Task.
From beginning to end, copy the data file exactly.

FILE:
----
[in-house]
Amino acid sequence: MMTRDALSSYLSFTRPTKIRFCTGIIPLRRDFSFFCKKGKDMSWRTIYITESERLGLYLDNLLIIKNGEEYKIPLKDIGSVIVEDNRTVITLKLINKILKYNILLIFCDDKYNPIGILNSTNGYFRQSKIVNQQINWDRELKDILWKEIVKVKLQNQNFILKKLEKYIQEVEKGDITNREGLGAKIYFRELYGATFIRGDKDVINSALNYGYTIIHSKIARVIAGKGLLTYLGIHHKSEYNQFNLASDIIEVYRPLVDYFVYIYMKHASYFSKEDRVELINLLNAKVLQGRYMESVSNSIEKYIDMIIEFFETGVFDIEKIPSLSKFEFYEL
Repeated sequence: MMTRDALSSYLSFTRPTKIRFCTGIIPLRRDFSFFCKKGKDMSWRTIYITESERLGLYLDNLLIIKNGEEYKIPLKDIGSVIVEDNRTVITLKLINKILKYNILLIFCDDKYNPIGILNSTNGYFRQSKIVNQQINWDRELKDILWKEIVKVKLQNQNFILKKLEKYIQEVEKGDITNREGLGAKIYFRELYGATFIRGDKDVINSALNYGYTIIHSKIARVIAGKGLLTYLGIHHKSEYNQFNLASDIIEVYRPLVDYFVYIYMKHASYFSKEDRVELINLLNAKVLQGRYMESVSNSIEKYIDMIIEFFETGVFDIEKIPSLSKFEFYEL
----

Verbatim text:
[in-house]
Amino acid sequence: MMTRDALSSYLSFTRPTKIRFCTGIIPLRRDFSFFCKKGKDMSWRTIYITESERLGLYLDNLLIIKNGEEYKIPLKDIGSVIVEDNRTVITLKLINKILKYNILLIFCDDKYNPIGILNSTNGYFRQSKIVNQQINWDRELKDILWKEIVKVKLQNQNFILKKLEKYIQEVEKGDITNREGLGAKIYFRELYGATFIRGDKDVINSALNYGYTIIHSKIARVIAGKGLLTYLGIHHKSEYNQFNLASDIIEVYRPLVDYFVYIYMKHASYFSKEDRVELINLLNAKVLQGRYMESVSNSIEKYIDMIIEFFETGVFDIEKIPSLSKFEFYEL
Repeated sequence: MMTRDALSSYLSFTRPTKIRFCTGIIPLRRDFSFFCKKGKDMSWRTIYITESERLGLYLDNLLIIKNGEEYKIPLKDIGSVIVEDNRTVITLKLINKILKYNILLIFCDDKYNPIGILNSTNGYFRQSKIVNQQINWDRELKDILWKEIVKVKLQNQNFILKKLEKYIQEVEKGDITNREGLGAKIYFRELYGATFIRGDKDVINSALNYGYTIIHSKIARVIAGKGLLTYLGIHHKSEYNQFNLASDIIEVYRPLVDYFVYIYMKHASYFSKEDRVELINLLNAKVLQGRYMESVSNSIEKYIDMIIEFFETGVFDIEKIPSLSKFEFYEL